Synopsis by Mark Deming
Woody Allen wrote, directed, and stars in this very dark comedy about a novelist, Harry Block, who says with admirable honesty, "I'm a guy who can't function well in life, but I can in art." So far, Harry has made his way through six psychiatrists and three marriages (one, conveniently enough, with one of his psychiatrists), and he has precious few friends whom he hasn't alienated or betrayed. Harry uses the chaos of his life as fodder for his writing, angering his friends, lovers, and family, who find thinly veiled (and rarely flattering) portraits of themselves in his work. Drowning his growing misery in pills and sex, Harry finds himself invited to receive an award at a college in upstate New York which he attended, but never graduated from. However, he has a hard time finding anyone who will attend the weekend-long symposium with him: his girlfriend Fay (Elisabeth Shue) has just left him to marry his friend Larry (Billy Crystal); his best friend Richard (Bob Balaban) is afraid he's about to have a heart attack; his former wife/analyst Joan (Kirstie Alley) refuses to let him take their son, and his one-time sister-in-law Lucy (Judy Davis) is literally ready to kill him. Undaunted, Harry hires a hooker, Cookie (Hazelle Goodman), kidnaps his son, forces Richard to come along, and heads upstate, where disaster awaits. A stellar cast appears in small roles and episodes from Harry's stories, including Robin Williams, Demi Moore, Julia Louis-Dreyfus, Eric Bogosian, Amy Irving, Richard Benjamin, Mariel Hemingway, and Julie Kavner.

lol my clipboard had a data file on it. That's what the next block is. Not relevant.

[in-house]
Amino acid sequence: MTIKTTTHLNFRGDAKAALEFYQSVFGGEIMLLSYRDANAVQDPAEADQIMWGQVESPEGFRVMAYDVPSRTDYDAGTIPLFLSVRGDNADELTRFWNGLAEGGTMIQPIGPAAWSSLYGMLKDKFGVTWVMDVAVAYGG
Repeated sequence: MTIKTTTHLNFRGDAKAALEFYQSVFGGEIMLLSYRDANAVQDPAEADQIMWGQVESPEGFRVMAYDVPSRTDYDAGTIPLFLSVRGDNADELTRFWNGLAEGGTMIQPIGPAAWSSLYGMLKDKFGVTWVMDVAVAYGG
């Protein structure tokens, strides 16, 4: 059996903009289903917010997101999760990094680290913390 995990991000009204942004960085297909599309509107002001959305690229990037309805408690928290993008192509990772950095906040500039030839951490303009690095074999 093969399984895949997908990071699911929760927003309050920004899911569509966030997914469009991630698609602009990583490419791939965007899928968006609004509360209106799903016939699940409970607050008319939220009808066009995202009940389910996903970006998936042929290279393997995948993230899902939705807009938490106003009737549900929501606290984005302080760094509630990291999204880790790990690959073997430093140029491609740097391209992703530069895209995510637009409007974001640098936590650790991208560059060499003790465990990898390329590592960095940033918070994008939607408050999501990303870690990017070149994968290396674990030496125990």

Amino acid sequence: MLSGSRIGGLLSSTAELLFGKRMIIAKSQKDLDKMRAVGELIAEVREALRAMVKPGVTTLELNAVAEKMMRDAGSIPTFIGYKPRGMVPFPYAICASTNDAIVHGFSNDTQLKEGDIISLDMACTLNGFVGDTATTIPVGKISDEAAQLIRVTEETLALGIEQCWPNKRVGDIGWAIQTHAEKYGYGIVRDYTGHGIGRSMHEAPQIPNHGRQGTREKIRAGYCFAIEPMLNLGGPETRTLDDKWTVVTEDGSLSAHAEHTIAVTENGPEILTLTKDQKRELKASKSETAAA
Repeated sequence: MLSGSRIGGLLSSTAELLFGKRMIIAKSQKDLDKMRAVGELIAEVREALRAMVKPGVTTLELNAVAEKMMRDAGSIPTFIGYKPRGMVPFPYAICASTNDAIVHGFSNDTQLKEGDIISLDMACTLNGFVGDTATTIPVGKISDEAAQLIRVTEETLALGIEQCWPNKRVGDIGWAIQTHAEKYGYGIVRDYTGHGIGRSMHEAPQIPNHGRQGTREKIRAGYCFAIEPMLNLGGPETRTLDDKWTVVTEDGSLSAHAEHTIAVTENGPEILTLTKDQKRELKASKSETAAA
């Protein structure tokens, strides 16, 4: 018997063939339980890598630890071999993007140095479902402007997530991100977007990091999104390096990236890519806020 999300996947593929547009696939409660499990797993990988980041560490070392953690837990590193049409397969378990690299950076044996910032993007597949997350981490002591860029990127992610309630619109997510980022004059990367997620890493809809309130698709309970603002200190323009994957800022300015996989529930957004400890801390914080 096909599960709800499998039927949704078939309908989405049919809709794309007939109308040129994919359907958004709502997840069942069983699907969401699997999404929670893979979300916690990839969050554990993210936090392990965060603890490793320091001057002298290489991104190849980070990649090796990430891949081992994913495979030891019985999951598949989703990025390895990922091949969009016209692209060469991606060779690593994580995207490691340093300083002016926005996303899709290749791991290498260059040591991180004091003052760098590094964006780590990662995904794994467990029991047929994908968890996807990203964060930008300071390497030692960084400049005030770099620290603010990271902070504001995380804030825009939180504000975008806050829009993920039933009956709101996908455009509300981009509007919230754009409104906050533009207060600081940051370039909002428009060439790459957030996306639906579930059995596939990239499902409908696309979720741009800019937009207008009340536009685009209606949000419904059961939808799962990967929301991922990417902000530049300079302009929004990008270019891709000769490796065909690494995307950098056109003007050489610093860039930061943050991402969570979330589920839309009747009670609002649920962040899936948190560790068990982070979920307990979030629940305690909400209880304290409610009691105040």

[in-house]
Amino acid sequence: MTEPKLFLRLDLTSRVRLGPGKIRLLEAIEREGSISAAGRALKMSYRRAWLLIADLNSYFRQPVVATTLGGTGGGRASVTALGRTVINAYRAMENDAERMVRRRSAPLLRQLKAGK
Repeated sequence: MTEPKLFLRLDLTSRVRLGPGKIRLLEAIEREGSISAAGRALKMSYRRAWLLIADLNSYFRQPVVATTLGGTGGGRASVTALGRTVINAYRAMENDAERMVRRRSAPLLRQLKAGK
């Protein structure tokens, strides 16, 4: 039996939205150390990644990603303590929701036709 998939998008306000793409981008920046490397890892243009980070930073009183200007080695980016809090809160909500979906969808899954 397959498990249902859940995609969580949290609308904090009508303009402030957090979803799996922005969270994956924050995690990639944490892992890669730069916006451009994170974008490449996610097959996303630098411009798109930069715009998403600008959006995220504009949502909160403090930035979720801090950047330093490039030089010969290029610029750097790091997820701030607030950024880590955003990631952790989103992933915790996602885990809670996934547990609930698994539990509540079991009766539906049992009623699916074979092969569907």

writer, award, kidnapping, journey, prostitute/prostitution, immaturity